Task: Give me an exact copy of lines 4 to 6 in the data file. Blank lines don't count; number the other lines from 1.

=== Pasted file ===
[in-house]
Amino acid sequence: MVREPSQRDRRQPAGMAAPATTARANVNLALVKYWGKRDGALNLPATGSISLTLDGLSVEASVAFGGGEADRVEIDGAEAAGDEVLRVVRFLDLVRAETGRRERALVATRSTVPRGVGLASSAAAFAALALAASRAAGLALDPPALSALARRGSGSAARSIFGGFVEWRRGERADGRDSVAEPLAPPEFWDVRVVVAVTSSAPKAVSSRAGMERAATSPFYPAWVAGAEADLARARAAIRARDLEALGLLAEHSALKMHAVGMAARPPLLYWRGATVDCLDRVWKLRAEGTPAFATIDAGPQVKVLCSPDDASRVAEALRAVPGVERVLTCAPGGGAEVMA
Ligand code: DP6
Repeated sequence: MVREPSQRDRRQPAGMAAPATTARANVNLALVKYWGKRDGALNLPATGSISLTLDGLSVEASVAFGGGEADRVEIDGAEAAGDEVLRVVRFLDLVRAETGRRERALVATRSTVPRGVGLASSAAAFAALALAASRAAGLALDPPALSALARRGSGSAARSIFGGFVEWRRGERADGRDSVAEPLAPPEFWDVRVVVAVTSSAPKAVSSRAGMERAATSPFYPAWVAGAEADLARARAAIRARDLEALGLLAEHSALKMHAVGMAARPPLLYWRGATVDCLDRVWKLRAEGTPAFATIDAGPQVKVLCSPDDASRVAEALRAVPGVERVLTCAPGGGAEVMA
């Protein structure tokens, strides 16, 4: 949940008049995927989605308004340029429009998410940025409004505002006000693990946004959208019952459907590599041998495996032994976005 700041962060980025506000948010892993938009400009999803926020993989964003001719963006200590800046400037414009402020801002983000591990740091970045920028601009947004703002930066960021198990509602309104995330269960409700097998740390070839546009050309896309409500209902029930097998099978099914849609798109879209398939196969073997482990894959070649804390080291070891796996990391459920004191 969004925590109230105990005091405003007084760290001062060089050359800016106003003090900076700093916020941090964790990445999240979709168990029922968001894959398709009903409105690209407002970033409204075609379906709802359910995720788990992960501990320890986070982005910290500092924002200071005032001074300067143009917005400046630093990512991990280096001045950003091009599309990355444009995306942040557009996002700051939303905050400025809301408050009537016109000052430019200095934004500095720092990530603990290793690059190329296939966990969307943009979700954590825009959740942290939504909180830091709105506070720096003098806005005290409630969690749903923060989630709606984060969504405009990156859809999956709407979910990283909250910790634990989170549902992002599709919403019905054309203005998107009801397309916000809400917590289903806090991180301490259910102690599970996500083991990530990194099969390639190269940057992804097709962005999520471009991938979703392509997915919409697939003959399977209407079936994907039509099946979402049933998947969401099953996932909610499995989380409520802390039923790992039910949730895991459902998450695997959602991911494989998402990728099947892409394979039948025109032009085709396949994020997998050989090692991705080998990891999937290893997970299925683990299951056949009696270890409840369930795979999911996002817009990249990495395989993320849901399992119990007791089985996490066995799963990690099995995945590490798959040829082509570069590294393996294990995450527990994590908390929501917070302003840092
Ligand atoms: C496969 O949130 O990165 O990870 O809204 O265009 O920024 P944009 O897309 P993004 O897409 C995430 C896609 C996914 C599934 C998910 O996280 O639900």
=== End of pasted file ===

Repeated sequence: MVREPSQRDRRQPAGMAAPATTARANVNLALVKYWGKRDGALNLPATGSISLTLDGLSVEASVAFGGGEADRVEIDGAEAAGDEVLRVVRFLDLVRAETGRRERALVATRSTVPRGVGLASSAAAFAALALAASRAAGLALDPPALSALARRGSGSAARSIFGGFVEWRRGERADGRDSVAEPLAPPEFWDVRVVVAVTSSAPKAVSSRAGMERAATSPFYPAWVAGAEADLARARAAIRARDLEALGLLAEHSALKMHAVGMAARPPLLYWRGATVDCLDRVWKLRAEGTPAFATIDAGPQVKVLCSPDDASRVAEALRAVPGVERVLTCAPGGGAEVMA
């Protein structure tokens, strides 16, 4: 949940008049995927989605308004340029429009998410940025409004505002006000693990946004959208019952459907590599041998495996032994976005 700041962060980025506000948010892993938009400009999803926020993989964003001719963006200590800046400037414009402020801002983000591990740091970045920028601009947004703002930066960021198990509602309104995330269960409700097998740390070839546009050309896309409500209902029930097998099978099914849609798109879209398939196969073997482990894959070649804390080291070891796996990391459920004191 969004925590109230105990005091405003007084760290001062060089050359800016106003003090900076700093916020941090964790990445999240979709168990029922968001894959398709009903409105690209407002970033409204075609379906709802359910995720788990992960501990320890986070982005910290500092924002200071005032001074300067143009917005400046630093990512991990280096001045950003091009599309990355444009995306942040557009996002700051939303905050400025809301408050009537016109000052430019200095934004500095720092990530603990290793690059190329296939966990969307943009979700954590825009959740942290939504909180830091709105506070720096003098806005005290409630969690749903923060989630709606984060969504405009990156859809999956709407979910990283909250910790634990989170549902992002599709919403019905054309203005998107009801397309916000809400917590289903806090991180301490259910102690599970996500083991990530990194099969390639190269940057992804097709962005999520471009991938979703392509997915919409697939003959399977209407079936994907039509099946979402049933998947969401099953996932909610499995989380409520802390039923790992039910949730895991459902998450695997959602991911494989998402990728099947892409394979039948025109032009085709396949994020997998050989090692991705080998990891999937290893997970299925683990299951056949009696270890409840369930795979999911996002817009990249990495395989993320849901399992119990007791089985996490066995799963990690099995995945590490798959040829082509570069590294393996294990995450527990994590908390929501917070302003840092
Ligand atoms: C496969 O949130 O990165 O990870 O809204 O265009 O920024 P944009 O897309 P993004 O897409 C995430 C896609 C996914 C599934 C998910 O996280 O639900």